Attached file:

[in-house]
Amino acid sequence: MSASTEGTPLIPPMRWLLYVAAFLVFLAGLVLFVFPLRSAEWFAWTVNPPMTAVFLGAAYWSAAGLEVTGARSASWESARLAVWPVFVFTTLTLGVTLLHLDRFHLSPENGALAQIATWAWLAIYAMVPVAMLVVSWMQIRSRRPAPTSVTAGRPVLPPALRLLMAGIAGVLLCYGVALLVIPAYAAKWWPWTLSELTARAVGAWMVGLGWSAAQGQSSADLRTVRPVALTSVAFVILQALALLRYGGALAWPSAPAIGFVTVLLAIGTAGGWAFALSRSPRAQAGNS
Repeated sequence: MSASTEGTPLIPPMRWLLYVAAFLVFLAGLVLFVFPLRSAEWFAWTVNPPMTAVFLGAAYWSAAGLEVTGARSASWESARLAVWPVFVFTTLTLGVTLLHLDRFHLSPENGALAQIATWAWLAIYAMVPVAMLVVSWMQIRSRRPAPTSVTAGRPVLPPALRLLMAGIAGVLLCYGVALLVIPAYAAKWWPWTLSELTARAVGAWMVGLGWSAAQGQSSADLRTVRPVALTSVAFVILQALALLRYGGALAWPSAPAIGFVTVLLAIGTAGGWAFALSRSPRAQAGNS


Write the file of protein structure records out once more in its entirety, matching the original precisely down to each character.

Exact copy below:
[in-house]
Amino acid sequence: MSASTEGTPLIPPMRWLLYVAAFLVFLAGLVLFVFPLRSAEWFAWTVNPPMTAVFLGAAYWSAAGLEVTGARSASWESARLAVWPVFVFTTLTLGVTLLHLDRFHLSPENGALAQIATWAWLAIYAMVPVAMLVVSWMQIRSRRPAPTSVTAGRPVLPPALRLLMAGIAGVLLCYGVALLVIPAYAAKWWPWTLSELTARAVGAWMVGLGWSAAQGQSSADLRTVRPVALTSVAFVILQALALLRYGGALAWPSAPAIGFVTVLLAIGTAGGWAFALSRSPRAQAGNS
Repeated sequence: MSASTEGTPLIPPMRWLLYVAAFLVFLAGLVLFVFPLRSAEWFAWTVNPPMTAVFLGAAYWSAAGLEVTGARSASWESARLAVWPVFVFTTLTLGVTLLHLDRFHLSPENGALAQIATWAWLAIYAMVPVAMLVVSWMQIRSRRPAPTSVTAGRPVLPPALRLLMAGIAGVLLCYGVALLVIPAYAAKWWPWTLSELTARAVGAWMVGLGWSAAQGQSSADLRTVRPVALTSVAFVILQALALLRYGGALAWPSAPAIGFVTVLLAIGTAGGWAFALSRSPRAQAGNS